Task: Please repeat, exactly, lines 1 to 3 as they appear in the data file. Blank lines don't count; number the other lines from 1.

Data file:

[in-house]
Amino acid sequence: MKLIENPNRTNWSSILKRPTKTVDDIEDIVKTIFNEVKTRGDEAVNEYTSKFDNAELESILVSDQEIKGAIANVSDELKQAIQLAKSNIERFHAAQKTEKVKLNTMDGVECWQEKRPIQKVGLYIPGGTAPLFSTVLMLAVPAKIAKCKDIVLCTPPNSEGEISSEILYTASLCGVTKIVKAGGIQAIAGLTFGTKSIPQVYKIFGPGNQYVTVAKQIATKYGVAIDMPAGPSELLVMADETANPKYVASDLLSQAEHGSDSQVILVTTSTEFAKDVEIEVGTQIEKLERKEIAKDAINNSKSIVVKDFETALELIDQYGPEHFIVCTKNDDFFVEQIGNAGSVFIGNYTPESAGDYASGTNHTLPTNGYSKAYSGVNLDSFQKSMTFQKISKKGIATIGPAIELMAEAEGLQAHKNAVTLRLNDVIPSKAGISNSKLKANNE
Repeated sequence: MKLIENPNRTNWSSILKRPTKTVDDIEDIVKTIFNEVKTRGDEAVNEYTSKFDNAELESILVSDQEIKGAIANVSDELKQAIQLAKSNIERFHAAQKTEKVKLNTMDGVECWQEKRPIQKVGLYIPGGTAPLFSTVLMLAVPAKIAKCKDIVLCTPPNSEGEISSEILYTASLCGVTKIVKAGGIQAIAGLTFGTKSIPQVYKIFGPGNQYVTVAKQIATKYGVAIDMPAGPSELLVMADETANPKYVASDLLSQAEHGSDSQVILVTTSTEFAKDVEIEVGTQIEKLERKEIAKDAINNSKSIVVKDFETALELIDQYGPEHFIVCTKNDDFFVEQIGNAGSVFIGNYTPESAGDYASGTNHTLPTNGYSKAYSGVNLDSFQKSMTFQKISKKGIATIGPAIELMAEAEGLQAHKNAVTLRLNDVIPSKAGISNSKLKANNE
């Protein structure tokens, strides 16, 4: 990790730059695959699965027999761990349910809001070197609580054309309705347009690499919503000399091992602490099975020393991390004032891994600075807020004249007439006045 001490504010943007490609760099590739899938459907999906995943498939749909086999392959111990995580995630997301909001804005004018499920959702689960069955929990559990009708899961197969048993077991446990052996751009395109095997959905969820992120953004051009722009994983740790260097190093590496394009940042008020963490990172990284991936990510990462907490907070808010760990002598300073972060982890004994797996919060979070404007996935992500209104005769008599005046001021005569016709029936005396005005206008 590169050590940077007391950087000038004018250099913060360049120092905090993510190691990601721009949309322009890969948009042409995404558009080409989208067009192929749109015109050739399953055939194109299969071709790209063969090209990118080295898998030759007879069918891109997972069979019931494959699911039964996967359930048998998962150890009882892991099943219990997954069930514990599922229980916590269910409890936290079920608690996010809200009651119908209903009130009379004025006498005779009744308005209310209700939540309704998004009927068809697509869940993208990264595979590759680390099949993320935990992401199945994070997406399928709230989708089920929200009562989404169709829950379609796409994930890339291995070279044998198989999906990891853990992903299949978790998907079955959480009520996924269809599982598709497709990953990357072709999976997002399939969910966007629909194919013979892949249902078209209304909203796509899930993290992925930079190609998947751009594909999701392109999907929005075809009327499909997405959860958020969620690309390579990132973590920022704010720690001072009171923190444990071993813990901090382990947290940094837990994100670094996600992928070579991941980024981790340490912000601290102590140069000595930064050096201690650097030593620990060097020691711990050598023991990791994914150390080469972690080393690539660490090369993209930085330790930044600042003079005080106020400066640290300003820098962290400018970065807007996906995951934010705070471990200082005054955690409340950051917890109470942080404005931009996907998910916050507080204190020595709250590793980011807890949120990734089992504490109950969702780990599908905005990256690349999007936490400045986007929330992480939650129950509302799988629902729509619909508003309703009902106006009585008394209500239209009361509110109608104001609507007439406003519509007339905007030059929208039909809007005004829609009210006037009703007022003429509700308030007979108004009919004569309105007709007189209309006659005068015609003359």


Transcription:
[in-house]
Amino acid sequence: MKLIENPNRTNWSSILKRPTKTVDDIEDIVKTIFNEVKTRGDEAVNEYTSKFDNAELESILVSDQEIKGAIANVSDELKQAIQLAKSNIERFHAAQKTEKVKLNTMDGVECWQEKRPIQKVGLYIPGGTAPLFSTVLMLAVPAKIAKCKDIVLCTPPNSEGEISSEILYTASLCGVTKIVKAGGIQAIAGLTFGTKSIPQVYKIFGPGNQYVTVAKQIATKYGVAIDMPAGPSELLVMADETANPKYVASDLLSQAEHGSDSQVILVTTSTEFAKDVEIEVGTQIEKLERKEIAKDAINNSKSIVVKDFETALELIDQYGPEHFIVCTKNDDFFVEQIGNAGSVFIGNYTPESAGDYASGTNHTLPTNGYSKAYSGVNLDSFQKSMTFQKISKKGIATIGPAIELMAEAEGLQAHKNAVTLRLNDVIPSKAGISNSKLKANNE
Repeated sequence: MKLIENPNRTNWSSILKRPTKTVDDIEDIVKTIFNEVKTRGDEAVNEYTSKFDNAELESILVSDQEIKGAIANVSDELKQAIQLAKSNIERFHAAQKTEKVKLNTMDGVECWQEKRPIQKVGLYIPGGTAPLFSTVLMLAVPAKIAKCKDIVLCTPPNSEGEISSEILYTASLCGVTKIVKAGGIQAIAGLTFGTKSIPQVYKIFGPGNQYVTVAKQIATKYGVAIDMPAGPSELLVMADETANPKYVASDLLSQAEHGSDSQVILVTTSTEFAKDVEIEVGTQIEKLERKEIAKDAINNSKSIVVKDFETALELIDQYGPEHFIVCTKNDDFFVEQIGNAGSVFIGNYTPESAGDYASGTNHTLPTNGYSKAYSGVNLDSFQKSMTFQKISKKGIATIGPAIELMAEAEGLQAHKNAVTLRLNDVIPSKAGISNSKLKANNE